The purpose of CRE/CRPA testing conducted by DCLS is to complement, not duplicate, clinical laboratory testing results, as DCLS plays an important public health role in statewide surveillance. The Healthcare-Associated Infections and Antimicrobial Resistance (HAI/AR) Program at the Virginia Department of Health (VDH) recognizes clinical laboratory testing can vary greatly by hospital, and agrees that hospitals conducting phenotypic and molecular CRE and CRPA testing comparable to DCLS do not have to submit isolates to DCLS for duplicative testing. However, the HAI/AR Program, in consultation with DCLS and CDC, requires that clinical microbiology laboratories conducting comparable testing submit results to their local health department in lieu of sending specimens to DCLS.

Please contact the HAI/AR Program to inquire if your laboratory can be exempt from sending CRE and CRPA isolates for further testing at DCLS. 

Testing algorithm conducted at DCLS for Enterobacteriaceae and P. aeruginosa isolates that meet carbapenem AST results requirements (refer to DCLS CRE/CRPA testing instructions)

1. Confirm species identification by MALDI-TOF (Bruker Biotyper)
2. Antimicrobial susceptibility testing (AST) by broth microdilution for all CRE and mCIM-positive CRPA
3. Phenotypic testing for carbapenemase production by modified carbapenem inactivation method (mCIM)
4. Molecular detection of resistance mechanisms (KPC, NDM, OXA-48-like, VIM, IMP, mcr-1 and mcr-2) by real-time PCR for all CRE and mCIM-positive CRPA

Isolate Submission and Reporting Results (refer to DCLS CRE/CRPA testing instructions)

1. Submit pure suspect CRE or CRPA isolates on slant or plate media. Ship isolates at room temperature.
2. Submit a completed DCLS Clinical Microbiology/Virology Request Form and AST results for each isolate. Testing will be delayed if AST results are not received.
3. Turnaround time for reporting results will be within 6 business days of specimen receipt.
4. Alert value results will be verbally reported within 1 working day of results. Non-alert-value, positive results will be verbally reported within 2 working days of results.
5. A hard copy report of final test results will be provided to the submitter by mail.

Public Health Response

Upon confirmation of CP-CRE or CP-CRPA, the local health department will work with the facility/provider to implement the CDC Containment Strategy for Novel or Targeted Multidrug-resistant Organisms by:

1. Identifying transmission is occurring;
2. Identifying affected patients, such as roommates and high risk healthcare contacts;
3. Ensuring appropriate control measures are promptly initiated/implemented to contain potential spread; and
4. Characterizing the organism or resistance mechanism in order to guide additional response actions, patient management, and future responses.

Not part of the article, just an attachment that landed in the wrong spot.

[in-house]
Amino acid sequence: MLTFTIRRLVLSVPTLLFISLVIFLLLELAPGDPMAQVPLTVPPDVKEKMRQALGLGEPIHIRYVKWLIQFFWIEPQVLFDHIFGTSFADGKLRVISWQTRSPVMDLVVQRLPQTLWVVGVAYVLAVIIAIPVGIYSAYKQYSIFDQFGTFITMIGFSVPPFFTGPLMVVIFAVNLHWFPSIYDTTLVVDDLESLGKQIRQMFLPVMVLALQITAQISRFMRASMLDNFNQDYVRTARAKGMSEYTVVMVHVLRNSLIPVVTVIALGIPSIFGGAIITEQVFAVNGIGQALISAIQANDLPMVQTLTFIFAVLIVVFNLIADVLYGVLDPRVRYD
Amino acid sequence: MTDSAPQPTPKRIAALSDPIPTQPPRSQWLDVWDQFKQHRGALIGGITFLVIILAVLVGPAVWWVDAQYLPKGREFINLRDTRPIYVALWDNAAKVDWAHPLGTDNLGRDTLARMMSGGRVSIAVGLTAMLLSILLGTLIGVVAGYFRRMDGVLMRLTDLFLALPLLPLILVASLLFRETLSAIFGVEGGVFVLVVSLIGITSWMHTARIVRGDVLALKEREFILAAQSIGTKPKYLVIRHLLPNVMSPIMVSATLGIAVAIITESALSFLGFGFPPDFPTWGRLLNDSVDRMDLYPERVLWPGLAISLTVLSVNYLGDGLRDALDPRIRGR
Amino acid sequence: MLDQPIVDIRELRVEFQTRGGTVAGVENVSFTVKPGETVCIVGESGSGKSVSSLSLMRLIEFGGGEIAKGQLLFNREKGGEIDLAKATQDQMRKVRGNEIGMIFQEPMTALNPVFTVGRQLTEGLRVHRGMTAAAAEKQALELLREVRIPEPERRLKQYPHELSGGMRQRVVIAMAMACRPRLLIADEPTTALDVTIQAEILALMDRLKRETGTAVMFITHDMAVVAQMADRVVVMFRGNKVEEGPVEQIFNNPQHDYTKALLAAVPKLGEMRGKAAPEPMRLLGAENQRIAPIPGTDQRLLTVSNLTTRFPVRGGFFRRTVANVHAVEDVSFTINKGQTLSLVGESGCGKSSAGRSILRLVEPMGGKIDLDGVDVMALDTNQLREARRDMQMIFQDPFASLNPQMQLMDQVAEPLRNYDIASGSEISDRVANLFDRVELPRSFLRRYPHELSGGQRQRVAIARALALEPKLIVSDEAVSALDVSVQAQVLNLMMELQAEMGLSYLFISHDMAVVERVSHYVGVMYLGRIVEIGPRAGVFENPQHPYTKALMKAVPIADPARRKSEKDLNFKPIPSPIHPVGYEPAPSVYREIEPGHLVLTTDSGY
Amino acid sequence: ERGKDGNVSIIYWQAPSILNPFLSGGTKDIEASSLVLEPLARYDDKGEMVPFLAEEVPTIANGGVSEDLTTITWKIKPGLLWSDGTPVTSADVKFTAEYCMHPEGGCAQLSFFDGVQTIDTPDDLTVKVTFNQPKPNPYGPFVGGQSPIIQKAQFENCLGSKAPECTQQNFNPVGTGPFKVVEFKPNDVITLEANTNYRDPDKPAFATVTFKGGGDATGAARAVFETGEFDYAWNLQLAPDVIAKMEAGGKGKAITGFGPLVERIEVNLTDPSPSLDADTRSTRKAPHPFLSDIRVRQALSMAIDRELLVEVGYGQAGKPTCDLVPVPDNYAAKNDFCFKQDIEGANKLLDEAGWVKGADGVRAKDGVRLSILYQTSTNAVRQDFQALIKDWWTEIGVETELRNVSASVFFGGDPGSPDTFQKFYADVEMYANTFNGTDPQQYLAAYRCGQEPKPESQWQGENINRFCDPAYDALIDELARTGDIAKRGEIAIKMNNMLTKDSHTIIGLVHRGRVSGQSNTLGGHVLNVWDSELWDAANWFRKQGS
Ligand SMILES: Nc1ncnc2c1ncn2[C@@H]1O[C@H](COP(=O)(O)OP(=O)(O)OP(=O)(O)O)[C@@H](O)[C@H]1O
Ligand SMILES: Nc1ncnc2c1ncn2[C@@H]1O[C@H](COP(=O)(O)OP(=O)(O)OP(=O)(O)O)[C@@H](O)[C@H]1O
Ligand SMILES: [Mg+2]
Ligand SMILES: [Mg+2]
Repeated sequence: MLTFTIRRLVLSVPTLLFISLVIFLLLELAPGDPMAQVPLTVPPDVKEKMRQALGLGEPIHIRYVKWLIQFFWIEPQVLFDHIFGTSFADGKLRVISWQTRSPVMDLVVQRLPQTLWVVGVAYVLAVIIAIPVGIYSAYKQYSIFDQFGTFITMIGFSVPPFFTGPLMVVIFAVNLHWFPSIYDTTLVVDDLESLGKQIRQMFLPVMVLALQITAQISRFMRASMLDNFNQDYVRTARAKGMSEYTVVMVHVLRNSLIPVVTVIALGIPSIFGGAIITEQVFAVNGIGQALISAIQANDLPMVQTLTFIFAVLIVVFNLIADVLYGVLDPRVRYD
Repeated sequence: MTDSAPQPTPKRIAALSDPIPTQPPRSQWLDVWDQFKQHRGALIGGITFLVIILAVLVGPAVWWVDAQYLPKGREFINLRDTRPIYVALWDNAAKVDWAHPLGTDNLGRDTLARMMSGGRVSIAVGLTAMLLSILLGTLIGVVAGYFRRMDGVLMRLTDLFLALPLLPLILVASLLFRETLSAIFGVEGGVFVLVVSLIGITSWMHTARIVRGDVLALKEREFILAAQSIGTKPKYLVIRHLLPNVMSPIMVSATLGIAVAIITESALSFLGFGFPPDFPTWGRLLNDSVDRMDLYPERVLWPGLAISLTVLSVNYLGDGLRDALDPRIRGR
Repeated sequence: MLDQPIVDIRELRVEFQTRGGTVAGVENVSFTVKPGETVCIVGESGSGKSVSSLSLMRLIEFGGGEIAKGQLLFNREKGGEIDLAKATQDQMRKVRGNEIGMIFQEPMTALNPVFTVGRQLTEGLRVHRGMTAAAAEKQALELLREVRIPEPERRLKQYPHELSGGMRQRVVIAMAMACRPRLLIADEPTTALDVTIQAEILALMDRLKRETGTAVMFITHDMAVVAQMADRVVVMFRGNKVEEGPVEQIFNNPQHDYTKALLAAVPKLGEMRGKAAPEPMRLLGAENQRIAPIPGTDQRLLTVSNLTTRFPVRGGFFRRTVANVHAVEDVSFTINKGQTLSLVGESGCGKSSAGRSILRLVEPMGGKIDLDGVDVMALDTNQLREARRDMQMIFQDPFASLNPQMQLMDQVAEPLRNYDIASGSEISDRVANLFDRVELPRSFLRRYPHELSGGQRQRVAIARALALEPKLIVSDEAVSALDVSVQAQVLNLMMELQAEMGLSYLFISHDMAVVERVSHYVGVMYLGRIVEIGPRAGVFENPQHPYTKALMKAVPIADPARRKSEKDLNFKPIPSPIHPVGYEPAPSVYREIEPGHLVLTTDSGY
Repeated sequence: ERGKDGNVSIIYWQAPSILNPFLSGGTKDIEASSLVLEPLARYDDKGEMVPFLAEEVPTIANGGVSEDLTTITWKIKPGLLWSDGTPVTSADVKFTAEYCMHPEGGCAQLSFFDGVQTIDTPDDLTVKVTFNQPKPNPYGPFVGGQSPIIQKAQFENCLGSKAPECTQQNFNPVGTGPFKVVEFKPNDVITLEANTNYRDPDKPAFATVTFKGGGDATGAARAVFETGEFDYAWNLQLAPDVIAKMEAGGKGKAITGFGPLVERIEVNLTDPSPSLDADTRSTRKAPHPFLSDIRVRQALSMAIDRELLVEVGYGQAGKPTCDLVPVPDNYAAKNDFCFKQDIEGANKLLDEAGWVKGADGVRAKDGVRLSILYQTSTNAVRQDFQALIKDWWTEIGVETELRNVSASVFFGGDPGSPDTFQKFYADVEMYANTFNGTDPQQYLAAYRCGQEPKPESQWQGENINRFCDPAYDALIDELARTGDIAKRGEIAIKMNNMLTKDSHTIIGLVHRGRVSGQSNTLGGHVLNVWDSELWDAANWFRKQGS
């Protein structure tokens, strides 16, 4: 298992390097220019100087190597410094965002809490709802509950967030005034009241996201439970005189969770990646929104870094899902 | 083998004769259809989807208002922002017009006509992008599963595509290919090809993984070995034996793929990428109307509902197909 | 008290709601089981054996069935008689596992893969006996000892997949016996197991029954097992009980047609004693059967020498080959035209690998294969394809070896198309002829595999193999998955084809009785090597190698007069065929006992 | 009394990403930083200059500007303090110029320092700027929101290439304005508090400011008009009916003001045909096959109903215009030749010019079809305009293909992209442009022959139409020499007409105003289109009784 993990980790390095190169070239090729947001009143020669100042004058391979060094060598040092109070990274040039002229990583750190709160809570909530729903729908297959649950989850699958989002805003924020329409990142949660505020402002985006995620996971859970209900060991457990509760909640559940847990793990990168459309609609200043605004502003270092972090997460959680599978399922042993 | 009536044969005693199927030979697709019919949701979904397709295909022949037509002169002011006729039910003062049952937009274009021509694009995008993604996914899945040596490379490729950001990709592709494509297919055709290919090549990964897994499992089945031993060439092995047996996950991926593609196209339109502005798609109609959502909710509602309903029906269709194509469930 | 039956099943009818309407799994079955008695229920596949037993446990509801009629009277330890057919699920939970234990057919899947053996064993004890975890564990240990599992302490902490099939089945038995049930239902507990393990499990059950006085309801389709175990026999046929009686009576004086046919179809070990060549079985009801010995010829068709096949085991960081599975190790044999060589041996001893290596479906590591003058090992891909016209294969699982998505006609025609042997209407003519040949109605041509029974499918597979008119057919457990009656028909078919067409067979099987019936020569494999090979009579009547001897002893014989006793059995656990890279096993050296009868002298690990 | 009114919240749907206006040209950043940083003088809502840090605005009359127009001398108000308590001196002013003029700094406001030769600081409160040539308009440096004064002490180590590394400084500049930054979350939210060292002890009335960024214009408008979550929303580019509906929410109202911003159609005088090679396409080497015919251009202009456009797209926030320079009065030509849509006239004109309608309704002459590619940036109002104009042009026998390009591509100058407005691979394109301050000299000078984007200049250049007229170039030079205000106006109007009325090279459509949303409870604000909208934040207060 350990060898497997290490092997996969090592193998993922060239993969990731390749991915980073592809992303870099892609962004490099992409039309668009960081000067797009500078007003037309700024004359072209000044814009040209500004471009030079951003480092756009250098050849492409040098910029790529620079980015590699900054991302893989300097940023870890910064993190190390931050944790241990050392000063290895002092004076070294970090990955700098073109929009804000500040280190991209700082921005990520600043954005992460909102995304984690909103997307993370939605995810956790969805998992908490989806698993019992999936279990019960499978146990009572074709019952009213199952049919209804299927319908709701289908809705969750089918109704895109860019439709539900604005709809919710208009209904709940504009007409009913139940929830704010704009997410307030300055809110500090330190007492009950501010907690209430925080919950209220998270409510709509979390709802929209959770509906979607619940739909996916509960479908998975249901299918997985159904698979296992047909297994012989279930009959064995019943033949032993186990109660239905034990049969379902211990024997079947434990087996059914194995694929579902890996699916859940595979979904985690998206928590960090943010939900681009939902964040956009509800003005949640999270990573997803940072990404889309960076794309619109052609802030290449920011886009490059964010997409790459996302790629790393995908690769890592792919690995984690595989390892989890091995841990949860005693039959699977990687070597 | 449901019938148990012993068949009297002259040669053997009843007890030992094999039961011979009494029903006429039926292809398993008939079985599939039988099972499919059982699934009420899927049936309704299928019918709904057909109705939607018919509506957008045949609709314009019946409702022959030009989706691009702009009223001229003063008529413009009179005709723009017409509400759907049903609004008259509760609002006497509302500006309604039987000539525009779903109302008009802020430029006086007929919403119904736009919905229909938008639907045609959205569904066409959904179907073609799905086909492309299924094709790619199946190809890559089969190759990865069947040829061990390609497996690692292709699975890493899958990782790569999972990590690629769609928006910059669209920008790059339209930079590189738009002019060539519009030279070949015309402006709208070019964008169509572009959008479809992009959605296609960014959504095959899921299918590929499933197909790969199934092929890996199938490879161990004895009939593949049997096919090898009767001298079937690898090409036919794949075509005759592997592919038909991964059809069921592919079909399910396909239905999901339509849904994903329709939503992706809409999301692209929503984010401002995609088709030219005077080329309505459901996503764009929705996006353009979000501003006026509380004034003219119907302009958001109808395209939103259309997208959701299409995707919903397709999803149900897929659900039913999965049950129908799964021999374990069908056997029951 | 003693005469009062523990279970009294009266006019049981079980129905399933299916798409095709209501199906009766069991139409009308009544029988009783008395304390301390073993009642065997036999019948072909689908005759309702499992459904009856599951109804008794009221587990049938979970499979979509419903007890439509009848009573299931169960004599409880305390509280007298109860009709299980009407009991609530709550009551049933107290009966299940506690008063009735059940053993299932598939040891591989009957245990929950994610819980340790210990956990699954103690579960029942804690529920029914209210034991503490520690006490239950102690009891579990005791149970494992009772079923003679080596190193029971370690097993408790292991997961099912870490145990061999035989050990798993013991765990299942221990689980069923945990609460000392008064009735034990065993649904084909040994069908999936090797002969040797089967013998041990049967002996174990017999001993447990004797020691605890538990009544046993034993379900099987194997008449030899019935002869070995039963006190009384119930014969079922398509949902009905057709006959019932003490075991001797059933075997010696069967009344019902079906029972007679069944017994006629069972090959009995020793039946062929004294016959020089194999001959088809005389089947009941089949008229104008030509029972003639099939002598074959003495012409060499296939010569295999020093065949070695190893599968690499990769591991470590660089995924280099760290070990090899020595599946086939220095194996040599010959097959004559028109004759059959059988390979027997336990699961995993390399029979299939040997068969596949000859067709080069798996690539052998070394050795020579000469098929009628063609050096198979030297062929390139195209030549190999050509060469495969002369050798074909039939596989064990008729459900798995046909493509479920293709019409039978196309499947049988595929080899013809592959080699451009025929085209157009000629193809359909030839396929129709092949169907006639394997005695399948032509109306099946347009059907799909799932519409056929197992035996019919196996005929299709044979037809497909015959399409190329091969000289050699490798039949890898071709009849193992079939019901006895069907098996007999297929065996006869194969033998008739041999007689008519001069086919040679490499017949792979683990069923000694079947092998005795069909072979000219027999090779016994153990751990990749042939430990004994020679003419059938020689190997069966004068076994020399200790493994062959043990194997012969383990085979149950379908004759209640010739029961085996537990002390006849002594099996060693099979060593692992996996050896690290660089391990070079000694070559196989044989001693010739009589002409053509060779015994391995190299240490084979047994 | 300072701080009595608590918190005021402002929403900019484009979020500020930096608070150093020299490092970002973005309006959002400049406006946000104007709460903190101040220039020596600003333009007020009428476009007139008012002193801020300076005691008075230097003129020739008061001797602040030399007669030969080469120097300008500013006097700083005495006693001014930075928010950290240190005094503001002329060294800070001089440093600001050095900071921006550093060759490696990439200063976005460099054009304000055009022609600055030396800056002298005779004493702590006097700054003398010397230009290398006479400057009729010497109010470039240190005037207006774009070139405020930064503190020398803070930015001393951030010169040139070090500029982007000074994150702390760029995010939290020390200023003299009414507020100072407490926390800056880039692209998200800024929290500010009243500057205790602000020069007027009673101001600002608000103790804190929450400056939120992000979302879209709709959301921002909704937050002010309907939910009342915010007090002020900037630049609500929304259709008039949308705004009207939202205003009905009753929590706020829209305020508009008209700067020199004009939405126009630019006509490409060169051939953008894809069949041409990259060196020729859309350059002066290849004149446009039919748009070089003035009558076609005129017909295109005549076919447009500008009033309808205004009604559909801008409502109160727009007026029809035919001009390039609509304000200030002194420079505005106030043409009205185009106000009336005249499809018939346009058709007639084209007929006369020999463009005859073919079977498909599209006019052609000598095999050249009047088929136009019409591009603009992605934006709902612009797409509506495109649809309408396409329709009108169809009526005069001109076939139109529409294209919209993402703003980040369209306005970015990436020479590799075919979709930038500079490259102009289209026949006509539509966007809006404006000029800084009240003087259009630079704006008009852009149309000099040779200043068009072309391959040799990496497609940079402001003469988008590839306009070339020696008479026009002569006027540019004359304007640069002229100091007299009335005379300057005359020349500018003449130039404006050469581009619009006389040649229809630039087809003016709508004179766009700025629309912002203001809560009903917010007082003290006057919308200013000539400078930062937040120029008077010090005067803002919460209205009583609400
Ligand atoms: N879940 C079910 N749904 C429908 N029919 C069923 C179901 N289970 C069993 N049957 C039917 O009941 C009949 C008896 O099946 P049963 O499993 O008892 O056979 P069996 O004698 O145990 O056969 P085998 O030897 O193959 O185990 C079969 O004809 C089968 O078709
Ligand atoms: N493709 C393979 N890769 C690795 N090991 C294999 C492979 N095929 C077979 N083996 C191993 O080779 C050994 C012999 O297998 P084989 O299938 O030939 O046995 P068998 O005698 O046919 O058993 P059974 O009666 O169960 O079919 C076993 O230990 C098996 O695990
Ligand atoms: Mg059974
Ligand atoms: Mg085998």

Contact the HAI/AR Program for questions or discussion.

Last Reviewed:  December 2018.  VDH will review this interpretive guidance annually at a minimum, and as needed due to regulation changes.

Candida auris

Candida auris (C. auris) was added to the reportable disease list and conditions reportable by directors of laboratories.  Thus, the responsibility for reporting the presence of these organisms rests with physicians, directors of medical care facilities, and directors of laboratories.

  • Report suspected or confirmed C. auris, infection or colonization, to your local health department.
    • Submit a laboratory report and/or Epi-1 form.
    • Include available antifungal susceptibility testing (AFST) results.
  • Submit isolates to Division of Consolidated Laboratory Services (DCLS) for yeast identification/confirmation using MALDI-TOF (Bruker Biotyper). Note:  Correct identification of C. auris is possible using the MALDI-TOF commercial instruments with C. auris present in the reference profile database (Bruker Biotyper), or by DNA sequencing of the D1/D2 domain.

1. All confirmed C. auris and Candida haemulonii isolates from any specimen source.

OR

2. Yeast isolates from any specimen source when unable to identify species after identification is attempted per laboratory policies.

OR

3. Suspected C. auris isolates from any specimen source. C. auris can be misidentified if your laboratory uses certain yeast identification methods. Isolates identified based on Table 2 should be sent to DCLS for confirmation.

Table 2. Identification Methods for Yeast Isolates

Identification Method Yeast Isolate Identification
bioMérieux Vitek MS MALDI-TOF Candida haemulonii
Vitek 2 YST **
                
Candida haemulonii
Candida duobushaemulonii                             
API 20C Candida sake
Rhodotorula glutinis (red color not present)
BD Phoenix Candida haemulonii
Candida catenulata
MicroScan Candida lusitaniae